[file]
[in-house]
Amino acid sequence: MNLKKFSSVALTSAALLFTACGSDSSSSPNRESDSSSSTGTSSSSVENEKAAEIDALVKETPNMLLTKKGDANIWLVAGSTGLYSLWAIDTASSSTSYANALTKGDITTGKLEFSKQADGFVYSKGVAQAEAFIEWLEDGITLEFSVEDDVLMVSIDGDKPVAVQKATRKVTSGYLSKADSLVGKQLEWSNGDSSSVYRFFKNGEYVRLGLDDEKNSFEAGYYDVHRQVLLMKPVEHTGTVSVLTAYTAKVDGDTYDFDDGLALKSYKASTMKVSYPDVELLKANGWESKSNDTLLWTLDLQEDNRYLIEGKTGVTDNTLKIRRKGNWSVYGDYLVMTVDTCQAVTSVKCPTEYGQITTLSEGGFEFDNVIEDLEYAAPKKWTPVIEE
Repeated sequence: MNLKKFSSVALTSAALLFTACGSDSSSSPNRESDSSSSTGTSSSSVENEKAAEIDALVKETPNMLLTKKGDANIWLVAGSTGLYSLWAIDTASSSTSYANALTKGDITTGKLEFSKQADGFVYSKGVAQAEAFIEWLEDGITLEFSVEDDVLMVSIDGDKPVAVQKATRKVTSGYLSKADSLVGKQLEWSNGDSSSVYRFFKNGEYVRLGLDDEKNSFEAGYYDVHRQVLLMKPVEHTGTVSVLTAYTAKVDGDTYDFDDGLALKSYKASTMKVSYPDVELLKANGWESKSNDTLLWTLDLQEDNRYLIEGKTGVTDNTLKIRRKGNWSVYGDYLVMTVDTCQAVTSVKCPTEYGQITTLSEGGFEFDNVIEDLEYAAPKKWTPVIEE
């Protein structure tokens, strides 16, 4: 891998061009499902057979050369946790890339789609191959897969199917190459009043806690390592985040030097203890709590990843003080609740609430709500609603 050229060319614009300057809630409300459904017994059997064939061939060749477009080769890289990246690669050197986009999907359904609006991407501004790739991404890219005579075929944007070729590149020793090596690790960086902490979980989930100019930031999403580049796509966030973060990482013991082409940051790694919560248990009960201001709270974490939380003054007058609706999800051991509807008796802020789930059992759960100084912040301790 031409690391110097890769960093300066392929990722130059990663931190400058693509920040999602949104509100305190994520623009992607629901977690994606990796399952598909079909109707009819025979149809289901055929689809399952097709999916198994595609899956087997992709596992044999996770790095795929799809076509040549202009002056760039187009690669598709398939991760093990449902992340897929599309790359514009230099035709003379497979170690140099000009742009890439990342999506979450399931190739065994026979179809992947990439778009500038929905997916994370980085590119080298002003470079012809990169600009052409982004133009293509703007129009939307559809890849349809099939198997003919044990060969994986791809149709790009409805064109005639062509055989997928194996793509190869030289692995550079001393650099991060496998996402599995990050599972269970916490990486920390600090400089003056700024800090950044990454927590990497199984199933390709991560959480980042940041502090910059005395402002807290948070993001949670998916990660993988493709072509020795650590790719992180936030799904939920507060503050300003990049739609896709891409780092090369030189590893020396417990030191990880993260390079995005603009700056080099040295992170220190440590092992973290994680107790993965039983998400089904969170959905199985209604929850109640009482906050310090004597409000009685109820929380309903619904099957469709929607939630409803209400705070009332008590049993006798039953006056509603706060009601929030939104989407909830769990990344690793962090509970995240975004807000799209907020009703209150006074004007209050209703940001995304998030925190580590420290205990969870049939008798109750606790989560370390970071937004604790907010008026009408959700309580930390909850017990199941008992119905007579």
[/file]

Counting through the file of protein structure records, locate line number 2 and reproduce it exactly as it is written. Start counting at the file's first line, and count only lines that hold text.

Amino acid sequence: MNLKKFSSVALTSAALLFTACGSDSSSSPNRESDSSSSTGTSSSSVENEKAAEIDALVKETPNMLLTKKGDANIWLVAGSTGLYSLWAIDTASSSTSYANALTKGDITTGKLEFSKQADGFVYSKGVAQAEAFIEWLEDGITLEFSVEDDVLMVSIDGDKPVAVQKATRKVTSGYLSKADSLVGKQLEWSNGDSSSVYRFFKNGEYVRLGLDDEKNSFEAGYYDVHRQVLLMKPVEHTGTVSVLTAYTAKVDGDTYDFDDGLALKSYKASTMKVSYPDVELLKANGWESKSNDTLLWTLDLQEDNRYLIEGKTGVTDNTLKIRRKGNWSVYGDYLVMTVDTCQAVTSVKCPTEYGQITTLSEGGFEFDNVIEDLEYAAPKKWTPVIEE